It is best that you don’t know too much going into this one. For fans of Blake Crouch, this is such a good thriller with time travelling vibes.

4 out of 5 stars (4 / 5)

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Book Reviews

Woom: An Extreme Horror Novel

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“That doesn’t invalidate it,” Angel said. “There’s no statute of limitations on pain.”

The Plot

Angel is a man who knows pain: physical, mental, sexual. The story begins with Angel visiting Room 6 at the Lonely Motel and ordering a plus-size sex worker to his room. What comes next is Angel’s retellings of painful stories while performing sexual acts on the sex worker, Shyla.

The novel reads as a book of short stories, as Angel relays stories to Shyla and she tells him stories back. This is a novel of pain and disgust. Angel’s stories are so dark and traumatic that Shyla can’t believe they are true. As Angel bares his soul, we see a side of him that is melancholy and unable to process hurt in a natural way.

The Verdict

This novel is full of disgusting visuals and isn’t afraid to get dirty. This truly is an extreme horror novel. As a warning, there is discussion of feces, blood, rape, sex, and body horror. This novel is not for the faint of heart. You’ll close this short novel feeling dirty. Angel is a character that begs for sympathy while his stories narrate that he may not be as innocent as he perceives.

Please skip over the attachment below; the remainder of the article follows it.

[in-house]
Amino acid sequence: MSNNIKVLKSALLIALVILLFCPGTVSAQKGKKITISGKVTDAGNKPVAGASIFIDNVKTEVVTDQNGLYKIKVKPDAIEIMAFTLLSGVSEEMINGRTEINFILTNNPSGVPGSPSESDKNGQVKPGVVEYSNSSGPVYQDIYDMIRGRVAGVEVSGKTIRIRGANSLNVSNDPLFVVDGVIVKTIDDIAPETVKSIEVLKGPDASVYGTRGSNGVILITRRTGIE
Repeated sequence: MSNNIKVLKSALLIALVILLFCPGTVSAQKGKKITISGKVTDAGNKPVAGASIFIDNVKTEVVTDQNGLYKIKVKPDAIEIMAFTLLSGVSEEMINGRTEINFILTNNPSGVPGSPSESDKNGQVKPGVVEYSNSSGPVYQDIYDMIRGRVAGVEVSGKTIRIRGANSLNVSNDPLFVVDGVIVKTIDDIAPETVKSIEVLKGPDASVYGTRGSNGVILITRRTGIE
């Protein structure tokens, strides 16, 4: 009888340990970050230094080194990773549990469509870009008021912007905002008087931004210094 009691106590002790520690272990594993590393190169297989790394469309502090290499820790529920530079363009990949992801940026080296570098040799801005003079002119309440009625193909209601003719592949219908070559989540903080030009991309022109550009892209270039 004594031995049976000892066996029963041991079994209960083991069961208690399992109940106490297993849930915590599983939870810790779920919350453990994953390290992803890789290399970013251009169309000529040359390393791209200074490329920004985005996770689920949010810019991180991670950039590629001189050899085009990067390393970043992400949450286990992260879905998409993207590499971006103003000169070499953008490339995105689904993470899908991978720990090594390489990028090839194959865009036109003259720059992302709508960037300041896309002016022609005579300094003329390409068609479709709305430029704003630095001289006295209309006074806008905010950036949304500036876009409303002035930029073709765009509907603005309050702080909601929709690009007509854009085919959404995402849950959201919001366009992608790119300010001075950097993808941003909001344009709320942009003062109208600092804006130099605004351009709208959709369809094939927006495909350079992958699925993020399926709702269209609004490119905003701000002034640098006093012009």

When the subtitle says this novel is extreme horror, believe it. Only the strong will survive Duncan Ralston’s Woom. It is more splatterpunk than anything, but true literary quality lies beneath the filth.

4 out of 5 stars (4 / 5)

Read it yourself by clicking below!

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Book Reviews

Did She Do It? Stacy Willingham’s “All the Dangerous Things” Asks Us Just This

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One year ago, Isabelle’s life crumbled when her baby was abducted from her home. Her marriage to her husband, Ben, is destroyed as they try to navigate the fallout.

The Plot

Even one year after the abduction, Isabelle seeks answers. She is still doing appearances at true crime expos to get information on the attendees, thinking the abductor will be there one day. Abductors usually revisit their crime and Isabelle swaps her appearances for the event guest list, never taking any money for her talks.

Some think that Isabelle killed her own baby as evidence from the case says the perpetrator came from inside the house. Isabelle hasn’t slept – not fully – since Mason was abducted. Her therapist is worried that she may be having hallucinations. Is Isabelle the killer or is she on a quest for true justice?

The Verdict

I absolutely loved the complication of not knowing whether Isabelle was a reliable or unreliable narrator. This was my favorite aspect of the novel. It made me question everything that Isabelle had to say and the actions she executed.

Isabelle is a character that, as a mother, I really felt for. I wanted to believe that Isabelle was innocent, but I was hanging on the edge of my seat waiting to find out. Stacy Willingham is the master of a story that winds all around, waiting for you to find the truth.

If you are interested in reading Willingham’s first novel, A Flicker in the Dark, check out my review here.

4.5 out of 5 stars (4.5 / 5)